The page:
4. Establish a cross-organizational steering committee to serve as a clearing house for the orderly resolution of issues. Again, keep the size of this committee to around seven or eight at the most.
5. Determine an appropriate architectural framework (Zachman, TOGAF, ARIS Method, etc.) to guide the organization’s development of the EA.
6. Select an integrated architectural modeling tool (ARIS, Mega, System Architect, etc.) to serve as the repository for process, data, organizational, technology and application architectural models. Ensure the tool is capable of supporting the selected architectural framework.
7. Define architectural modeling standards and best practices to guide the development of architectural models.
8. Create a group of framework models with logical placeholders for more detailed development at a later date.
9. Identify candidate projects or areas of interest. Start by identifying the project drivers (e.g., reducing operating costs, streamlining an inefficient process, improving quality, enhancing capacity) and then create a group of projectcentric models that are later incorporated into the EA framework.
10. As each project is completed, harvest the benefits. Quantify the benefits each project and the organization have attained from the on-going development of the EA framework. These can include: faster impact and gap analysis; ability to conduct what-if scenarios to evaluate alternate courses of action; redesigned business processes that have tangibly reduced costs when compared to original process design; adoption of industry standards and best practices; introduction of a new information technology that tangibly increases capacity and improves performance; cost savings by selecting the best alternative for the organization; cost avoidance; faster change delivery.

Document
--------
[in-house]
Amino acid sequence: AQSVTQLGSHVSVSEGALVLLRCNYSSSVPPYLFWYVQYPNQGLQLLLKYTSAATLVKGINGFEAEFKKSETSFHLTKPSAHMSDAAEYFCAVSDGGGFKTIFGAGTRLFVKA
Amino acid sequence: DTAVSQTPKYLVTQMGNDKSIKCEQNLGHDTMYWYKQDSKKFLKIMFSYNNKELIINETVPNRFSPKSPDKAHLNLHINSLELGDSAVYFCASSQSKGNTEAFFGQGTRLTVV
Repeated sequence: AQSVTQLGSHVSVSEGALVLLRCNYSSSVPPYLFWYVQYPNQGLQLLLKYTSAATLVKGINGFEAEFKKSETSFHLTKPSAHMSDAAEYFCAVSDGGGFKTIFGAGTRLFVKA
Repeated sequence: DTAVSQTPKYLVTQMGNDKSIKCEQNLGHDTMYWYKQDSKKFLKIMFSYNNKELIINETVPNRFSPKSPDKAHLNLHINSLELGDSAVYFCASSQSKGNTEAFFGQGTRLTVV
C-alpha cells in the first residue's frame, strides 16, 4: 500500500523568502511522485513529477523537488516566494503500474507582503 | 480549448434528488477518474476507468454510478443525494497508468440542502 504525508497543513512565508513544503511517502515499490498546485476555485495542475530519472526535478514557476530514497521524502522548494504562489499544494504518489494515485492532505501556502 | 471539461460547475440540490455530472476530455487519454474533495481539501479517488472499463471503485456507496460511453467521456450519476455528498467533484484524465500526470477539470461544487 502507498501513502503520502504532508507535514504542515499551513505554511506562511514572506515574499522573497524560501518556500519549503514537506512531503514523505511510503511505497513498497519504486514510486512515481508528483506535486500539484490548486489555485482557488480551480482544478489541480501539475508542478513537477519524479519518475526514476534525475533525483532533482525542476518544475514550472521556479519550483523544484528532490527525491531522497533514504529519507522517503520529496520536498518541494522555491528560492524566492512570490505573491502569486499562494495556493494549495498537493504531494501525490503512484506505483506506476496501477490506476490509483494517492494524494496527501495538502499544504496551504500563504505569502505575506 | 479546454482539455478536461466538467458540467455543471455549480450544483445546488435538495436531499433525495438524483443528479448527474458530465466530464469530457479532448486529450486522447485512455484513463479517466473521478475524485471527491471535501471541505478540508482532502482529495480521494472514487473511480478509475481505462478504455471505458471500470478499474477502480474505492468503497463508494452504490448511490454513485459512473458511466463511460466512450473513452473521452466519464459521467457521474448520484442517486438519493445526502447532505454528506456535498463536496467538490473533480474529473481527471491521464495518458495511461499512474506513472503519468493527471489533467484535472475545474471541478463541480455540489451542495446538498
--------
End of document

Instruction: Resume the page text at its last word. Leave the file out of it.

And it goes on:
The future holds heightened expectations with the emergence of Service Oriented Architecture (S0A), Web services, composite applications and EA Integration (EAI), to name a few.
How can these new technologies be incorporated into your organization? What is the best means of introducing them, and in what order should they occur? What is the impact and who is affected? These are just some of the questions that an EA can go a long way in providing answers for.
An Enterprise Architecture provides the blueprint of current state and helps to identify the specific areas most affected by the change and then sets up a blueprint to transition to the future state.
A few words of advice
First and foremost, recognize that anything worthwhile takes effort. An on-going commitment to the Enterprise Architecture’s development and maintenance effort must be understood at the beginning.
Secondly, you don’t need to define the entire EA to start accruing benefits. Start in small manageable phases and build the EA up over time.
Thirdly, recognize that the value of the EA diminishes rapidly when it is not kept up-to-date. Ongoing maintenance is essential for there to be continuing benefits.
Although we are passionate advocates of EA, we would be remiss if we did not acknowledge that it is not a panacea for all of the challenges facing IT or the organization. What it will do is enhance the IT department’s and the organization’s ability to react more quickly to change and embrace new business opportunities and priorities.
In a world of rapid change, the EA is real, has significant benefits and is more important than ever.
–Neil Ross is a Partner in IT Architects, a Calgary-based consulting firm specializing in Enterprise Architecture and Enterprise Application Integration. He can be contacted at <email na